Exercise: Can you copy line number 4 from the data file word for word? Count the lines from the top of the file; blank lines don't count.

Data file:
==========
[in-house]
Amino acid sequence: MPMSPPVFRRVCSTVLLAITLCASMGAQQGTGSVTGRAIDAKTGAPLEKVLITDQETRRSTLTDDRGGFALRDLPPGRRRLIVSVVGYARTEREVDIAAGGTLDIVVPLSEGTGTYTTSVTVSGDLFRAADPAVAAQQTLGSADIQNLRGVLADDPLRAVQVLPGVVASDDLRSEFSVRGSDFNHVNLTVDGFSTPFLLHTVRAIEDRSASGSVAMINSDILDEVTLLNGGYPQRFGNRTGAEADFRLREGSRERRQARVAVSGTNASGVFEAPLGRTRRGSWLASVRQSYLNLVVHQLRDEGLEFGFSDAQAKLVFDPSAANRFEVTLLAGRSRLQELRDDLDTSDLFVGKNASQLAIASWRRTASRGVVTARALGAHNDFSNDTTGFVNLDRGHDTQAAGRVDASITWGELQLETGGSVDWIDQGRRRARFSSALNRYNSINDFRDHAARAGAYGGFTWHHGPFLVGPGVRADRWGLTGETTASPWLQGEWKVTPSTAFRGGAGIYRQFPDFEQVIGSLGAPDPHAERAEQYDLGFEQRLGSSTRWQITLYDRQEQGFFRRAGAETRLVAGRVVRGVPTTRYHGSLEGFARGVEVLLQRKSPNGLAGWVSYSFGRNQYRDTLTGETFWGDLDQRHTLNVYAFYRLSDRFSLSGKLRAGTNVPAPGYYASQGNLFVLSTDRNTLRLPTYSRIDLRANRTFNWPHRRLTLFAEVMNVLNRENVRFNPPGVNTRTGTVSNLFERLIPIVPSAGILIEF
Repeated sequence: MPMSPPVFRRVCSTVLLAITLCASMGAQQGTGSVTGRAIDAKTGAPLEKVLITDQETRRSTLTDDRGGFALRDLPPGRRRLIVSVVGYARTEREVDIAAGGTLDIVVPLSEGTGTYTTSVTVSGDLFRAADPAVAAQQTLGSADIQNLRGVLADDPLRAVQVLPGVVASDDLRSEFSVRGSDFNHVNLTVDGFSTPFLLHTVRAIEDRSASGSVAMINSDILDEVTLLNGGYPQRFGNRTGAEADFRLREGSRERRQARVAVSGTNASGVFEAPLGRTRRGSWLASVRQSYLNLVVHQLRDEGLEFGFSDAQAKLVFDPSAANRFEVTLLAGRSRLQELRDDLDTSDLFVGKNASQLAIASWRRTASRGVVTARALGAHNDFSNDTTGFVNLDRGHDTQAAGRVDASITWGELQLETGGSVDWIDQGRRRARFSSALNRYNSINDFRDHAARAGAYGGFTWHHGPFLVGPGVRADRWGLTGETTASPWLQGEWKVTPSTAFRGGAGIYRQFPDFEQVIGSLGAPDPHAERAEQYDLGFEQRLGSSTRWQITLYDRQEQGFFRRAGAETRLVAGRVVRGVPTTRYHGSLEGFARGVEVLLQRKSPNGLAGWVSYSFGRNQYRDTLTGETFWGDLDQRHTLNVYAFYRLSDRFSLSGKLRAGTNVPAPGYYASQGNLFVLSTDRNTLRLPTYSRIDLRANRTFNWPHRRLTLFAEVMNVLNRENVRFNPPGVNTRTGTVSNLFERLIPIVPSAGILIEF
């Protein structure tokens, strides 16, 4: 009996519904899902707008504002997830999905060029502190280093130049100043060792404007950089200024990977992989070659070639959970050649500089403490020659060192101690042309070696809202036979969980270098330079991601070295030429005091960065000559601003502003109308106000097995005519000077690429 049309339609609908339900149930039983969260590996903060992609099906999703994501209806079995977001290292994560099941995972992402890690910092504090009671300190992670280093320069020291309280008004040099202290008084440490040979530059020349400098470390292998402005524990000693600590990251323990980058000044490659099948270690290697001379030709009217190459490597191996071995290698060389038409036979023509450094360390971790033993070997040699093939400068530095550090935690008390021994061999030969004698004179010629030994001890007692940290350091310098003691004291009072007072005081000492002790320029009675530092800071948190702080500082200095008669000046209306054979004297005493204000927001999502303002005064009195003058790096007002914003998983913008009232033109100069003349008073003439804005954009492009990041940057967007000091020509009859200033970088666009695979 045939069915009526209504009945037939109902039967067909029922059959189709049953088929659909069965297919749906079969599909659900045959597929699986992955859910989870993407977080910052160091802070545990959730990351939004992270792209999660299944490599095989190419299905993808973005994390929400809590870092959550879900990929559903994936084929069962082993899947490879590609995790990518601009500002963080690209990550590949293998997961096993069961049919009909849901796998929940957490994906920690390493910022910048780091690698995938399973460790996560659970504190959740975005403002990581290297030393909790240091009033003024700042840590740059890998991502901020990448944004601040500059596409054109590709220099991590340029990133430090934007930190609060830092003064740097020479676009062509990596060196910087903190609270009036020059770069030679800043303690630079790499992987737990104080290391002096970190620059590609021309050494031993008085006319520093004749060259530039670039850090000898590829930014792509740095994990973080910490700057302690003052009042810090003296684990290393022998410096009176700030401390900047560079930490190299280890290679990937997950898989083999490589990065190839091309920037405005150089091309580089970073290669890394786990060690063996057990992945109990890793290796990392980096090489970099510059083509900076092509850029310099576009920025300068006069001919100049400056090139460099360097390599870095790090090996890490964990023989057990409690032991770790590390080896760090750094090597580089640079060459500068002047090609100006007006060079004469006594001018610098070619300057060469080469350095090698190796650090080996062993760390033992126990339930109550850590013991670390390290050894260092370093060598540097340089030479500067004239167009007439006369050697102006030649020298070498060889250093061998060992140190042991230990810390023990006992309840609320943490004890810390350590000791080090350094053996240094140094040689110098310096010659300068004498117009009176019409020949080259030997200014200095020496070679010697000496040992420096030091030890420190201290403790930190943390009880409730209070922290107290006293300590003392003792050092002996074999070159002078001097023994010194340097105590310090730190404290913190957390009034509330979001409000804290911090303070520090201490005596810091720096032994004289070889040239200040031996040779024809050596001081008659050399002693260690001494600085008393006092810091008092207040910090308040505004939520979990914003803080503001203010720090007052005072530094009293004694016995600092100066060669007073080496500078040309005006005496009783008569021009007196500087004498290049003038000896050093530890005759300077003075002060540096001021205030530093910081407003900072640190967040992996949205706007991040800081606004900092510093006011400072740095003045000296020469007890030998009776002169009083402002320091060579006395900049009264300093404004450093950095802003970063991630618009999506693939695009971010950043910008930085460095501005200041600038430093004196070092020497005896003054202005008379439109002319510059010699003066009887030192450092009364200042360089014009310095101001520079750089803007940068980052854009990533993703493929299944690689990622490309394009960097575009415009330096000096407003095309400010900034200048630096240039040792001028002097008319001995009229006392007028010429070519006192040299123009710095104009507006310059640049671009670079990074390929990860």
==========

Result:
């Protein structure tokens, strides 16, 4: 009996519904899902707008504002997830999905060029502190280093130049100043060792404007950089200024990977992989070659070639959970050649500089403490020659060192101690042309070696809202036979969980270098330079991601070295030429005091960065000559601003502003109308106000097995005519000077690429 049309339609609908339900149930039983969260590996903060992609099906999703994501209806079995977001290292994560099941995972992402890690910092504090009671300190992670280093320069020291309280008004040099202290008084440490040979530059020349400098470390292998402005524990000693600590990251323990980058000044490659099948270690290697001379030709009217190459490597191996071995290698060389038409036979023509450094360390971790033993070997040699093939400068530095550090935690008390021994061999030969004698004179010629030994001890007692940290350091310098003691004291009072007072005081000492002790320029009675530092800071948190702080500082200095008669000046209306054979004297005493204000927001999502303002005064009195003058790096007002914003998983913008009232033109100069003349008073003439804005954009492009990041940057967007000091020509009859200033970088666009695979 045939069915009526209504009945037939109902039967067909029922059959189709049953088929659909069965297919749906079969599909659900045959597929699986992955859910989870993407977080910052160091802070545990959730990351939004992270792209999660299944490599095989190419299905993808973005994390929400809590870092959550879900990929559903994936084929069962082993899947490879590609995790990518601009500002963080690209990550590949293998997961096993069961049919009909849901796998929940957490994906920690390493910022910048780091690698995938399973460790996560659970504190959740975005403002990581290297030393909790240091009033003024700042840590740059890998991502901020990448944004601040500059596409054109590709220099991590340029990133430090934007930190609060830092003064740097020479676009062509990596060196910087903190609270009036020059770069030679800043303690630079790499992987737990104080290391002096970190620059590609021309050494031993008085006319520093004749060259530039670039850090000898590829930014792509740095994990973080910490700057302690003052009042810090003296684990290393022998410096009176700030401390900047560079930490190299280890290679990937997950898989083999490589990065190839091309920037405005150089091309580089970073290669890394786990060690063996057990992945109990890793290796990392980096090489970099510059083509900076092509850029310099576009920025300068006069001919100049400056090139460099360097390599870095790090090996890490964990023989057990409690032991770790590390080896760090750094090597580089640079060459500068002047090609100006007006060079004469006594001018610098070619300057060469080469350095090698190796650090080996062993760390033992126990339930109550850590013991670390390290050894260092370093060598540097340089030479500067004239167009007439006369050697102006030649020298070498060889250093061998060992140190042991230990810390023990006992309840609320943490004890810390350590000791080090350094053996240094140094040689110098310096010659300068004498117009009176019409020949080259030997200014200095020496070679010697000496040992420096030091030890420190201290403790930190943390009880409730209070922290107290006293300590003392003792050092002996074999070159002078001097023994010194340097105590310090730190404290913190957390009034509330979001409000804290911090303070520090201490005596810091720096032994004289070889040239200040031996040779024809050596001081008659050399002693260690001494600085008393006092810091008092207040910090308040505004939520979990914003803080503001203010720090007052005072530094009293004694016995600092100066060669007073080496500078040309005006005496009783008569021009007196500087004498290049003038000896050093530890005759300077003075002060540096001021205030530093910081407003900072640190967040992996949205706007991040800081606004900092510093006011400072740095003045000296020469007890030998009776002169009083402002320091060579006395900049009264300093404004450093950095802003970063991630618009999506693939695009971010950043910008930085460095501005200041600038430093004196070092020497005896003054202005008379439109002319510059010699003066009887030192450092009364200042360089014009310095101001520079750089803007940068980052854009990533993703493929299944690689990622490309394009960097575009415009330096000096407003095309400010900034200048630096240039040792001028002097008319001995009229006392007028010429070519006192040299123009710095104009507006310059640049671009670079990074390929990860």